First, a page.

A Midwestern teenager learns that having a superpower isn’t all it’s cracked up to be.
It’s a testament to this novel’s unusual pull that it keeps the reader engaged despite its deeply disturbing imagery and much bloodshed. This is a fairly drastic reworking of Venturini’s 2010 indie novel The Samaritan, complete with a new ending. In the first act, we meet an awkward adolescent named Dale Sampson and his athletic best friend, Mack Tucker. They’re on the verge of graduating from the hell that is high school when Dale’s attraction to classmate Regina Carpenter earns him the wrath of her sadistic boyfriend, Clint, who ultimately slays her, three others and himself. While recovering from his wounds, Dale learns that he can regenerate his own limbs and organs. In a slow second act, we see Dale suffering from survivor’s guilt, figuring out the limits of his new abilities and indulging his savior syndrome by trying to help Regina’s twin sister, Raeanna, escape from an abusive marriage. In the third act, Mack brings Dale with him to California, where he's become a B-list reality show star. Dale pitches his so-called superpower to the networks as a reality show called “The Samaritan,” in which Dale donates his disposable organs to needy recipients. As he gives freely of kidneys, skin, bone marrow and even eyes, the world becomes increasingly fascinated with his abilities, even as Dale becomes increasingly more cynical. “Whatever is inside of me only seems to wake up when I get cut or beat on,” he tells a sympathetic doctor. “If that’s hope, hope can go fuck itself.” Make no bones about it, this is a grotesque tale punctuated by its brutal yet casual violence. However, it also offers a realistic portrayal of male friendships, a black comedy about the nature of the human body and, remarkably enough, a cathartic sort of redemption.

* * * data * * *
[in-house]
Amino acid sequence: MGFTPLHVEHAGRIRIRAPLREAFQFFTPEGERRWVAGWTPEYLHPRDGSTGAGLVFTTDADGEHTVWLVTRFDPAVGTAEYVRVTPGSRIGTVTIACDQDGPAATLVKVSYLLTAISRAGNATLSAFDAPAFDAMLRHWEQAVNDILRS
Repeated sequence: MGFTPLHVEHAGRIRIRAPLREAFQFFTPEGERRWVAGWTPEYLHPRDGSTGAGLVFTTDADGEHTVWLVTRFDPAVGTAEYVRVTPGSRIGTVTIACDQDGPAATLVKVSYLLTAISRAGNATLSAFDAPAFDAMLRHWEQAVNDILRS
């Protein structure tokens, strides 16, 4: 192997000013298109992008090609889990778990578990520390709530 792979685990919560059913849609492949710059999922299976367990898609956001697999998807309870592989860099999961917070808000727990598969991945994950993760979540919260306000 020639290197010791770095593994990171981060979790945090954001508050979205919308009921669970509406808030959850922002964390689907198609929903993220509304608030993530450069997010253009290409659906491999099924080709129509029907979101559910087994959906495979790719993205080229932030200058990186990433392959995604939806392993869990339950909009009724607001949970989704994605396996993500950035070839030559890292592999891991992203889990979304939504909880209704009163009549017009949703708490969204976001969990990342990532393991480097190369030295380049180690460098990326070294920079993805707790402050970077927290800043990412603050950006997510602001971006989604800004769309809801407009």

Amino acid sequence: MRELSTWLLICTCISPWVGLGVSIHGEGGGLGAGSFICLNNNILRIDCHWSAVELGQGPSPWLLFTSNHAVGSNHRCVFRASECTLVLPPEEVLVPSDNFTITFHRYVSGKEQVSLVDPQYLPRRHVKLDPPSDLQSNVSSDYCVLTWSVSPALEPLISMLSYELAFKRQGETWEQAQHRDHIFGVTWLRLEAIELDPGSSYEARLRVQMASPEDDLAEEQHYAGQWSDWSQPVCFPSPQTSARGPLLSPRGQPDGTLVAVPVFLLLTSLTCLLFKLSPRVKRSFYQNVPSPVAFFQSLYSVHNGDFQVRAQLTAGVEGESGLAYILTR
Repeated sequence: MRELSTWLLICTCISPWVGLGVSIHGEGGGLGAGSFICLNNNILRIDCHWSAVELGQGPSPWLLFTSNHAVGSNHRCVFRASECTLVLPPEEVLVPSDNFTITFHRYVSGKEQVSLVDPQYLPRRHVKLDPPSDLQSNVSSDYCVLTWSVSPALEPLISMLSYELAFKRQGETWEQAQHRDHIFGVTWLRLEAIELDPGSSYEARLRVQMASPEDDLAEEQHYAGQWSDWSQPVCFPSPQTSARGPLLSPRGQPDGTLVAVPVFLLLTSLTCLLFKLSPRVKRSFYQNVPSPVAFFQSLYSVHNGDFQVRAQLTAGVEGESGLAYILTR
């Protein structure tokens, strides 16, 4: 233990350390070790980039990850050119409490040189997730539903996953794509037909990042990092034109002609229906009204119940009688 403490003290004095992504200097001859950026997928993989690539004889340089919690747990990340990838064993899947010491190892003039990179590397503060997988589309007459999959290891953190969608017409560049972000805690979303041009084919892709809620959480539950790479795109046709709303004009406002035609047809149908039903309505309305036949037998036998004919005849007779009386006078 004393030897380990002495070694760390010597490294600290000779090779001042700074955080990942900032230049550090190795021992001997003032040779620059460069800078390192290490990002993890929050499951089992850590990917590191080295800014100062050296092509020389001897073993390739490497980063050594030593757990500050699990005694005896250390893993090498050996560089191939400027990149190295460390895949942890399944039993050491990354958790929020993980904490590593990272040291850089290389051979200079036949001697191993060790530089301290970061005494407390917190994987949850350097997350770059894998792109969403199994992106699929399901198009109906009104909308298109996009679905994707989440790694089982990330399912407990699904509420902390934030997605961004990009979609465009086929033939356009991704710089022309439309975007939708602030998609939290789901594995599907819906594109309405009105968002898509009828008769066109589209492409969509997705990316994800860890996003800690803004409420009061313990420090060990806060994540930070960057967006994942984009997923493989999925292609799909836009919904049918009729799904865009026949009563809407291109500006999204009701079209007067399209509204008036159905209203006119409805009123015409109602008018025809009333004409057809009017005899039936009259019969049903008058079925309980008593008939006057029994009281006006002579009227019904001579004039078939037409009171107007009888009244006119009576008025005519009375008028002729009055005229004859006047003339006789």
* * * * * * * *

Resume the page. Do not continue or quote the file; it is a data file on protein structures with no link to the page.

A curious story whose protagonist strongly resembles the antiheroes of comics writer Mark Millar (Kick-Ass, 2008, etc.).